A University of Oregon news release “‘Green nano’ vision is now a roadmap for development” announces the release by the American Chemical Society’s Green Chemistry Institute of a roadmap for the development of ‘green’ nanochemistry to bring the benefits of near-term nanotechnology with minimal threat to human health or to the environment. From the news release:
A decade ago, University of Oregon chemist James E. Hutchison wrote an invited article in Chemical & Engineering News in which he envisioned “a generalized roadmap for the future design and development of green nanoscience materials.”
That roadmap has grown up and is now in front of chemistry leaders worldwide with the publication of “Green Nanotechnology Challenges and Opportunities.” The new “white paper” on the potential of incorporating benign chemistry practices was co-written by Hutchison. The American Chemical Society’s Green Chemistry Institute issued the document, which is freely available at www.acs.org/greenreport.
“The roots of green nano are really deep here in Oregon,” said Hutchison, who holds the Lokey-Harrington Chair in Chemistry at the UO. “This report mirrors the strategy that we have had for several years now. This is the way that things are going to be done. The report addresses the need for commercialization, for new policies — a new science for addressing our societal needs. It’s been 10 years in coming, but we are at the table now.”
The report outlines the promise of green nanotechnology, which promotes the design of useful particles thousands of times smaller than the width of a human hair in a way that reduces or eliminates waste or the production of hazardous substances. It also spells out what actions need to be undertaken by the various stakeholders, Hutchison said.
When successfully implemented, green nanotechnology could lead to a revitalized and sustainable U.S. chemical and materials manufacturing base, the white paper says. Nanoparticles could well find their ways into medicine, electronics, energy production and other industries.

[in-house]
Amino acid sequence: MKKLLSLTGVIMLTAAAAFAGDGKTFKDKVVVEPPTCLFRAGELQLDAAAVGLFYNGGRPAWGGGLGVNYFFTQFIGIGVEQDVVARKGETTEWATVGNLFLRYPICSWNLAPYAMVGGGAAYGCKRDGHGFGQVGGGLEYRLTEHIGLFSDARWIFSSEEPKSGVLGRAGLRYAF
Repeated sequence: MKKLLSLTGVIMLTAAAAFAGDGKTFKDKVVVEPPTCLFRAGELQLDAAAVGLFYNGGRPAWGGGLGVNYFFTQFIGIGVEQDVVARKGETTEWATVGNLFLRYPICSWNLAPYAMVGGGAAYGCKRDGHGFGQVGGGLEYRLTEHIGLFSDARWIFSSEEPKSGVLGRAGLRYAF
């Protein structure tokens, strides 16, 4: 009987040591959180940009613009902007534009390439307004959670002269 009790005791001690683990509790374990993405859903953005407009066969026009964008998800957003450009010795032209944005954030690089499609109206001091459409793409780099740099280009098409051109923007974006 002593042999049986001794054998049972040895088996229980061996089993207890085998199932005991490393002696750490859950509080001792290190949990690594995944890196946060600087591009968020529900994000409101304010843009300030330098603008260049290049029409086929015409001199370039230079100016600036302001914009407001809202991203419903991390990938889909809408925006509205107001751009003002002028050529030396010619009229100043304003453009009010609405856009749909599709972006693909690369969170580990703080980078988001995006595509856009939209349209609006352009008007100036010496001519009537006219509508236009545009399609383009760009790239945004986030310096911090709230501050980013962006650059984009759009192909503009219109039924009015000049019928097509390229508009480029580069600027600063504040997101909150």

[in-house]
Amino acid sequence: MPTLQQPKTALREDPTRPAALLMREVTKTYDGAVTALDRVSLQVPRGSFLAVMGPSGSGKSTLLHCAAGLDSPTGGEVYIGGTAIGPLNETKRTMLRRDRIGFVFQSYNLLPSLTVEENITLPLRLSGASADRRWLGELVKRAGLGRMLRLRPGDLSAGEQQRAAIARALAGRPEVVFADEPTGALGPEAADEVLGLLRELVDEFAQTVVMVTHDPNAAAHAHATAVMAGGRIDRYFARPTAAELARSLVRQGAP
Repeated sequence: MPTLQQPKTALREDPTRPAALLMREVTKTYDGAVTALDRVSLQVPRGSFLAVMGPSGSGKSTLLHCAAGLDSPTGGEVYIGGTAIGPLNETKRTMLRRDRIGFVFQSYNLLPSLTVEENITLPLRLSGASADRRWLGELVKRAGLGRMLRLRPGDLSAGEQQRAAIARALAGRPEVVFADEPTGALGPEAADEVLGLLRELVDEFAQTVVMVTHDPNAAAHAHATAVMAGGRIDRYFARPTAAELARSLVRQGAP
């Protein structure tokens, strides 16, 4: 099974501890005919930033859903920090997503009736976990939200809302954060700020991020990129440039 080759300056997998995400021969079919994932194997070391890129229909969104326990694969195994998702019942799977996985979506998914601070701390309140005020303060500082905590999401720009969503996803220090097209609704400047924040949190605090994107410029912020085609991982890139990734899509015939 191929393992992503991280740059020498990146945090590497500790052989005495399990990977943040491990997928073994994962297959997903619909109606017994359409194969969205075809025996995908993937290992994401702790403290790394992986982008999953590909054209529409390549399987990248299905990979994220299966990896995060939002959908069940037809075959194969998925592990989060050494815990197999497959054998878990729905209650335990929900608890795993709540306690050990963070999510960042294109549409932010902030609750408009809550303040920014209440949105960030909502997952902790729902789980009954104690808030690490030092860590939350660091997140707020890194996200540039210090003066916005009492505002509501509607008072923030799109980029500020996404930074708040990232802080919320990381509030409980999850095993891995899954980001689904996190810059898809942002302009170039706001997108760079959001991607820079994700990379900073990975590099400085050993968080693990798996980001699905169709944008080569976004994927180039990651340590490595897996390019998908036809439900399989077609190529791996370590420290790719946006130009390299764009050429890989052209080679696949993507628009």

“Green Nanotechnology Challenges and Opportunities” presents examples of both encouraging success in meeting the challenges of near-term nanoparticle development and reasons for concern that inept government regulation will retard progress.
A solid success is the development of sensitive assays for the biological effects of nanoparticle to be used to guide research and development of nanoparticles for applications. The combination of the embryonic zebrafish model with precisely engineered gold nanoparticles means that the effect of specific changes to charge, surface chemistry, and particle size can be investigated for subtle biological effects.
An example of the challenges yet to be overcome is the case of Dune Sciences. This company licensed a promising nanotechnnology innovation to permanently attach silver nanoparticles to surfaces so that commercial antimicrobial applications of silver nanoparticles could be developed without the worry of potentially toxic silver nanoparticles escaping into the environment. Unfortunately no path could be found through the EPA regulatory maze to register the product, despite the evident fact that the proposed product was safer than what was already on the market. This impasse prevented the company from securing funding and necessitated putting development of the product on hold.
The report also presents a brief analysis of the different barriers to developing nanotechnology in the US and in China that is worth a look.
Given Foresight’s interest in the long-term development of atomically precise productive nanosystems as a future manufacturing technology, with both its much greater potential benefits and its potentially more complex regulatory issues, the path forward being blazed by green nanotechnology is worth following.